I’m not one of those “write a little every day” sorts of people. For me, I want every time I write, and every finished piece, to push me in both the craft and content. I couldn’t pull that off every day. But when I do it, I want it to be a step forward. A strategic movement toward the High Places

This one wore me out, both in the living and the telling.

He wasn’t asking me to deny anything I’ve experienced or believed and unbelieved. He challenged my despair by reminding me that I don’t have the full answer or perspective on my questions. He challenged me to keep searching and fighting.

“Further up and further in” (as C.S. Lewis says) things will look different than they do right now. Was I willing to believe that my search wasn’t over?

I’m trying. Read more.

“I Don’t Like Church” at Prodigal Magazine

I don’t like church. And if I had to make a wager, I’d say the average Christian church doesn’t know what to do with me.

“I’m frustrated, God, but it’s not You–it’s Your church!”

I spent my twenties tasting a dozen flavors of churches, from Baptist to Catholic. I’d volunteer, build friendships, and tithe. Then my family moved, the church split, or a pseudo-romance fizzled. Weary, I’d return to Church Hopping 101, hoping that next time would be different. And after growing up as a pastor’s kid and graduating from Bible college, I made a venture into the Eastern Orthodox Church. Read more…

Prodigal Magazine posted my piece called “I Don’t Like Church” today. It’s one mile marker along the way toward…well, I guess that is the question, isn’t it?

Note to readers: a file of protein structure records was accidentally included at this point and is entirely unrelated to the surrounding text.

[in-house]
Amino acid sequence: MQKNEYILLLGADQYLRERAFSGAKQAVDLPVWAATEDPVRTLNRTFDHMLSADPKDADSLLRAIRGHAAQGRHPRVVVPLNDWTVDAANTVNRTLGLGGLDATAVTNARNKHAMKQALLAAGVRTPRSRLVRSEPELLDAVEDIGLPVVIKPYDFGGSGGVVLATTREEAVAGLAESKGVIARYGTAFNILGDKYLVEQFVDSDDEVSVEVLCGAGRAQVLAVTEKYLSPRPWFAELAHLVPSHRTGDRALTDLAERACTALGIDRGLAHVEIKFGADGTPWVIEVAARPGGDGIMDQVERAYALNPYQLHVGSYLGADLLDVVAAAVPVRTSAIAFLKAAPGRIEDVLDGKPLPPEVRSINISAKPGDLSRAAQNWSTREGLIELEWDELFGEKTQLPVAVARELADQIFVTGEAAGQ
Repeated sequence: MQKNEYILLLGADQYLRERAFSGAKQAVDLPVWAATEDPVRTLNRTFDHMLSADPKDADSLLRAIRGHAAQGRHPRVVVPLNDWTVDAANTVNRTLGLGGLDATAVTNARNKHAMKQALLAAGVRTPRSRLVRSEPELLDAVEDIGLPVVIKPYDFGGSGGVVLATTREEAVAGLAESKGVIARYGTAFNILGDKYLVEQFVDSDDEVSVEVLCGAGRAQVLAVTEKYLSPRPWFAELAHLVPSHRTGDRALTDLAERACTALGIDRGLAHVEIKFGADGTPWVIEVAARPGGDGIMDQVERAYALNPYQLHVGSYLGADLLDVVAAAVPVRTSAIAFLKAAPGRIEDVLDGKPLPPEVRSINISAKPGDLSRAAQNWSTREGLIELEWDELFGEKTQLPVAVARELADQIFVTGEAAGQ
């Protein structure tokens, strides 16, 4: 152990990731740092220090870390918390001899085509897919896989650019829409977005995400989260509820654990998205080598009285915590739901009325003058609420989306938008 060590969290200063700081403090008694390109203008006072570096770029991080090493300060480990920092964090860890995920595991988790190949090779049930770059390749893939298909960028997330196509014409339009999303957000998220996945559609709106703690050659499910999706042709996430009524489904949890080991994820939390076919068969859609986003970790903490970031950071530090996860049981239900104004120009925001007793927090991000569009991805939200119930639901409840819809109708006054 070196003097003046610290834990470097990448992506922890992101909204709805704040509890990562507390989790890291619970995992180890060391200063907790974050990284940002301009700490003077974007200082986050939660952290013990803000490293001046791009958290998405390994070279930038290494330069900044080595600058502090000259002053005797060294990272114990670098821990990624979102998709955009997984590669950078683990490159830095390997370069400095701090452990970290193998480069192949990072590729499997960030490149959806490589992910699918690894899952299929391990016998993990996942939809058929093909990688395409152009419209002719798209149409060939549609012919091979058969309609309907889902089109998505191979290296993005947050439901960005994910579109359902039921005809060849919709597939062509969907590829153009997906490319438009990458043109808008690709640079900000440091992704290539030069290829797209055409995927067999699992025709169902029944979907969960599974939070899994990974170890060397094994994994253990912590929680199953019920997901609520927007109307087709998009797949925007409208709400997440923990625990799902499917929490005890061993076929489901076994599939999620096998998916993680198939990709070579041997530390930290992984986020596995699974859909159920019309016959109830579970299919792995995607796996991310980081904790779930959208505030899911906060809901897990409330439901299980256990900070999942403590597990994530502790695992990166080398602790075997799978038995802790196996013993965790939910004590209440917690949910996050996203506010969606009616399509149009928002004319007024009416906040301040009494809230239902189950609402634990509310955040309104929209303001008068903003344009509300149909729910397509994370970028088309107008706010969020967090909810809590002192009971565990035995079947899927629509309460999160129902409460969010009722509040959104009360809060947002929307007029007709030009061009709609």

When Courtship Fails

epic-failureI spent my teen years sure I’d have a first-kiss-at-the-wedding, fairy-tale courtship and happily-ever-after marriage with beautiful children. After all, if I am “committed to courtship,” believe that “true love waits,” and say “marriage is ’til death do us part’,” what else is needed? My beliefs will direct my future.

At 23, I married. At 24, my husband divorced me. Life spiraled into a maze of brokenness, a gritty reality many friends and acquaintances found uncomfortable. I fell. I got up again. Broken heart, broken life, broken dreams.

My ideals failed me. The courtship formula did not protect me from devastation. Saving my purity for my husband and being betrayed by him triggered feelings of loss and disillusionment. I felt cheated, like someone who paints a masterpiece only to give it to a friend who shreds it.

If a break-up is a broken bone, divorce is an amputation. How do you recover and return to normal? You don’t. You learn to live life differently. In my opinion, you become a stronger individual. It’s not the most desirable way to gain strength, but for those who must walk this path, it works.